This example illustrates the interface between the components of a generator set that has advanced engine controls, but relies on external communications from and external control panel (Figure 3). The flow for example below was designed using information from a Cummins QSK45/60 Industrial Wiring Diagram. Component definition below:
• ECM – Receives input signals and transmits output signals to engine. Receives input signals from control panel.
• Engine – Generator prime mover. Receives input signals and transmits output signals to ECM.
• Control Panel – Receives input signals from generator and transmits output signals to ECM.
The engine ECM is the heart of the engine control. It has the ability to complete the information loop between the engine, generator and control panel. Digital and analog data transferred between the engine, ECM and Control Panel is either input or output. Below are some examples:
• Engine Transmit to ECM – Engine speed, temperature and coolant sensor. Fuel pump, timing rail and fuel rail pressure.
• ECM Transmit to Engine – Engine start, fuel shutoff, fuel and timing rail actuators and fan clutch.
• Generator Transmit to Control Panel – Generator supplies voltage to control panel for distribution.
• Control Panel Transmit to ECM – The control panel houses a customer supplied components.
Signals are transmitted to the ECM for throttle adjustments to maintain speed requirements.
Communication between the system components during a power failure for this system are:
1. Start signal sent from control panel (via automatic transfer switch) through ECM to engine.
2. Engine starts. ECM monitors engine functions and adjust fueling to accomplish preset engine speed. ECM can shut engine down during critical engine failures.
3. Generator sends voltage to control panel for distribution. Many control panels have ability to monitor generator operating statistics.
4. Primary power is restored. Control panel transmits engine stop signal to ECM. ECM transmits shutdown signal to engine.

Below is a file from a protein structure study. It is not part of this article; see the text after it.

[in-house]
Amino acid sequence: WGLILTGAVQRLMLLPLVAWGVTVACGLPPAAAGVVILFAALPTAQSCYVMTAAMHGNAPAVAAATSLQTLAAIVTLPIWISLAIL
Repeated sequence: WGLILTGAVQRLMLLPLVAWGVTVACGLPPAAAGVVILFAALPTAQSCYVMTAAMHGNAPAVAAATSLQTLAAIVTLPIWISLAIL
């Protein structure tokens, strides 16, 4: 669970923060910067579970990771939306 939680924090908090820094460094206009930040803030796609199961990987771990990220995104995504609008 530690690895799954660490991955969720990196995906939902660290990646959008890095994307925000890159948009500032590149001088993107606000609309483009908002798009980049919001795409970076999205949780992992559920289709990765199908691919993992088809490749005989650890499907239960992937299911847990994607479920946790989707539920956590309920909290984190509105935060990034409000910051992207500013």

Figure 3, Advanced Engine without Generator Controls
Engine and Generator Interface Controls
Newer generator models were introduced with a full monitoring and control hardware and supporting software (Figure 4). Modules for paralleling capability were added. This arrangement could be in a redundant setup for critical emergency power supplies. If one generator failed, load is reduced and the other continues to support load.
In the below example two generators powered by Cummins QSK45 generators are used. The control system used is PCC 3200. The individual modules of the unit are used for:
• Fuel (Connector 02) – Communicates with input and output engine fuel system components.
• Base (Connectors 05 and 06) – Communicates input and output base engine function components.
• Generator (Connector 01) – Communicates input and output signals with generator.
• Parallel (Connector 04) – Allows paralleling of multiple generators.
• TB6 – Networking card. Allows network capability for each generator on the network.
The sequence of events during power failure are conducted under the basic concepts in the above mentioned ECM section. The differences are:
• All generator hardware and software contained in one operating system.
• Capable of paralleling multiple generators.
• Advanced monitoring and reporting capabilities.
Figure 4, PCC 3200 Control ModuleFigure 4, PCC 3200 Control Module